Saturday, 19 December 2015

A Pilgrim World

Not the heavenly city, but Mont St Michel in France.

Last Thursday night at Pilgrim Dinners, Peirce gave the seventh instalment in his cycle of seven talks. This year Peirce has been telling the great Redemption narrative -  or, as he's explained it to the travellers, "The Love Story of History."

The last talk was called "New Creation." It was quite thrilling to look around the room at over 40 young people from all over the world, listening intently to Peirce getting excited about the New Jerusalem.

Discussion afterwards was remarkably lively and joyous.

A young German woman who has come to every talk asked if she could take one of the Bibles to read ("Um, YES!").

Our regular trio of jokey UK blokes asked me "why is God nasty in the Old Testament and nice in the New". They listened with interest as I talked about the nature of the Covenants and the Atonement. In fact, I was given an excellent opportunity to point to the mercy of God in the OT when one of them asked why the story of Jonah is in the Bible.

It was an evening on which I felt very blessed to be walking in this good work that God has prepared.

Discussing the unseen joys of heaven with a room full of travellers is a good launching point for this quote I've been saving for a rainy day:

For all its greatness (trust me—I am the last man on earth to sell it short), the created order cries out for futher greatness still. The most splendid dinner, the most exquisite food, the most gratifying company, arouse more appetites than they satisfy. They do not slake man’s thirst for being; they whet it beyond all bounds. Dogs eat to give their bodies rest; man dines and sets his heart in motion. All tastes fade, of course, but not the taste for greatness they inspire; each love escapes us, but not the longing it provokes for a better convivium, a higher session. We embrace the world in all its glorious solidity, yet it struggles in our very arms, declares itself a pilgrim world, and, through the lattices and windows of its nature, discloses cities more desirable still.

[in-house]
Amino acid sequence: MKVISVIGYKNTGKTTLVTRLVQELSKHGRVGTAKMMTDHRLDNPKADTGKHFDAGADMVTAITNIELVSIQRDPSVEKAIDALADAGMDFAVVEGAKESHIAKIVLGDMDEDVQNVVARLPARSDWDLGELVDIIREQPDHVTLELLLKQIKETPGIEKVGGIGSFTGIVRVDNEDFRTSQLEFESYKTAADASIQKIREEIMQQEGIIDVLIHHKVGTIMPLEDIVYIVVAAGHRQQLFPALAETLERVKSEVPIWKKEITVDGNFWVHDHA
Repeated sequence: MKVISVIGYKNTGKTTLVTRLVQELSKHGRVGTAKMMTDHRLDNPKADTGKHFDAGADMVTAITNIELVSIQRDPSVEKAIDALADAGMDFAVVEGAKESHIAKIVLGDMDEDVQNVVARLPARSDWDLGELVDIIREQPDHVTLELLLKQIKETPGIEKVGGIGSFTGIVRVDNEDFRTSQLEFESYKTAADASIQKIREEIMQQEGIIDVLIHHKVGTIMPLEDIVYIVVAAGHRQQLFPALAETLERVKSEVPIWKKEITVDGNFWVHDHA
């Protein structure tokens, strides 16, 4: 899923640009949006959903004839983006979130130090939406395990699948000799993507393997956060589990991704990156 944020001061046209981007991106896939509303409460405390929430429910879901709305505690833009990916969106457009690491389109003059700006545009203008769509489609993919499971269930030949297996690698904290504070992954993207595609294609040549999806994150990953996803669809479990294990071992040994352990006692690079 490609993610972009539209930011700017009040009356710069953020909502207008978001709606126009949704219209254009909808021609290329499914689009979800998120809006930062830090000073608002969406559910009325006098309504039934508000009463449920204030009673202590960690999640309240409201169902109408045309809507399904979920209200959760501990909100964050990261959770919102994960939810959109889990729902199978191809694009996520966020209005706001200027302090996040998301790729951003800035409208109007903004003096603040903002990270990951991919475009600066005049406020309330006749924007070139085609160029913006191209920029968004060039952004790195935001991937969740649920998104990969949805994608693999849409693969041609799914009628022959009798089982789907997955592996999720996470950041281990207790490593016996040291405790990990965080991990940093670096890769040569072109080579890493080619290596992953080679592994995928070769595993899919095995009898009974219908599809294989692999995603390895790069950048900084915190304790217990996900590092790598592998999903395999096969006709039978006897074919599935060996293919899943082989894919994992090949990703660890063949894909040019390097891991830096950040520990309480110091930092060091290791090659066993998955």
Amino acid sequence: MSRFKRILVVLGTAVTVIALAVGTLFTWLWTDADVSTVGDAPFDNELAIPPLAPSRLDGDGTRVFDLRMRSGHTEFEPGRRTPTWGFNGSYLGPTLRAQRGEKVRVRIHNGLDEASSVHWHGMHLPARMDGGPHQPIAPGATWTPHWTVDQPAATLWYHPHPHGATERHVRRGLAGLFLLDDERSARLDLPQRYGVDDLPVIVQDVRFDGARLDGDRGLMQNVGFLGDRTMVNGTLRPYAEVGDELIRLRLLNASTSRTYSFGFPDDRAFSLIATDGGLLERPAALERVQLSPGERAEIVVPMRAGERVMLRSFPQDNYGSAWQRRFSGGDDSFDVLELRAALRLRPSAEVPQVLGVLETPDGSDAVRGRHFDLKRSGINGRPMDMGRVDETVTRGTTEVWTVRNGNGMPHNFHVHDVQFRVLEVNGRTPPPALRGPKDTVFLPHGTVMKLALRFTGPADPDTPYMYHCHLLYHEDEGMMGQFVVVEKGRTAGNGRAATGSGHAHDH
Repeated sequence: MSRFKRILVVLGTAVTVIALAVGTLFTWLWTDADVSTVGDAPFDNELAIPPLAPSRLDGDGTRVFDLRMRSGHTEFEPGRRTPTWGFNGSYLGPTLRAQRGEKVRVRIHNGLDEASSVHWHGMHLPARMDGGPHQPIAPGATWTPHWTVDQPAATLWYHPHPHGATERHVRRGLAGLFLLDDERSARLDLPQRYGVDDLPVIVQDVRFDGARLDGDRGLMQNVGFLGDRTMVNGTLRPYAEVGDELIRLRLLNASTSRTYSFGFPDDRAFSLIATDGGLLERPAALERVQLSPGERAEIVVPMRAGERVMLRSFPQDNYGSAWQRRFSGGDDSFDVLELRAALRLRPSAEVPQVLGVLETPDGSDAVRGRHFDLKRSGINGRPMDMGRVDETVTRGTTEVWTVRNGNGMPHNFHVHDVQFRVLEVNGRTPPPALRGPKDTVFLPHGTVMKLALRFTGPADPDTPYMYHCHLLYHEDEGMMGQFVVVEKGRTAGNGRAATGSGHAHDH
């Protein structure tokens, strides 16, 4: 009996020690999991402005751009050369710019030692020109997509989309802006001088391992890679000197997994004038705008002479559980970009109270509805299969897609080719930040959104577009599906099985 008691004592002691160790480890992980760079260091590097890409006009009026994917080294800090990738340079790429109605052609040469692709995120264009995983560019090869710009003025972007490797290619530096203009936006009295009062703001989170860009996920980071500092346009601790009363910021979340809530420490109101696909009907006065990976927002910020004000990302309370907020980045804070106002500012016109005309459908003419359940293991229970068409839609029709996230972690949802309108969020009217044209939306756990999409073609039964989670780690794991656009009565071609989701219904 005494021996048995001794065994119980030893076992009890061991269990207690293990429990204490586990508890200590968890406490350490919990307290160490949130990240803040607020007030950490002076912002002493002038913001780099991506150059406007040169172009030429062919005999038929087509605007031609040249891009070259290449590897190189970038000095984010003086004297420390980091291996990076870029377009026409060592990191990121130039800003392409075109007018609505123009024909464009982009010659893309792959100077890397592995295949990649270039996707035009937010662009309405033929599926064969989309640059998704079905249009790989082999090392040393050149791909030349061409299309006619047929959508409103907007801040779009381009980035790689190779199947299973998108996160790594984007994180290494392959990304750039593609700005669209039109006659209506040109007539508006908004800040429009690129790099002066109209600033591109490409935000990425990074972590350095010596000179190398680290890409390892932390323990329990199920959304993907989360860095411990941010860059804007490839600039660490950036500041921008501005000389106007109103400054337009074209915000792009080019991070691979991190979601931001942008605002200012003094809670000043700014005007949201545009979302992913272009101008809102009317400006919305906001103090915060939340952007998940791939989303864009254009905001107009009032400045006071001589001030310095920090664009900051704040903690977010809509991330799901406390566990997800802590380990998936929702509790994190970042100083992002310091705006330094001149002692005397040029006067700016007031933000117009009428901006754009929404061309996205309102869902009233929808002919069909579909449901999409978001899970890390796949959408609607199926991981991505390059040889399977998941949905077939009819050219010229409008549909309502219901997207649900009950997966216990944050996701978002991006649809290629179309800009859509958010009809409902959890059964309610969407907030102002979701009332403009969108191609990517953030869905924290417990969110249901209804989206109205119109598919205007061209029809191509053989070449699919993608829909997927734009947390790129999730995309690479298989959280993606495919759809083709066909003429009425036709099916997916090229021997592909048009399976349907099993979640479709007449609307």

You indict me, no doubt, as an incurable romantic. I plead guilty without contest. I see no other explanation of what we are about. Why do we marry, why take friends and lovers, why give ourselves to music, painting, chemistry, or cooking? Out of simple delight in the resident goodness of creation, of course; but out of more than that, too. Half of earth’s gorgeousness lies hidden in the glimpsed city it longs to become. For all its rooted loveliness, the world has no continuing city here; it is an outlandish place, a foreign home, a session in via to a better version of itself—and it is our glory to see it so and thirst until Jerusalem comes home at last. We were given appetittes, not to consume the world and forget it, but to taste its goodness and hunger to make it great.

 From "The Supper of the Lamb" by Robert Farrar Capon.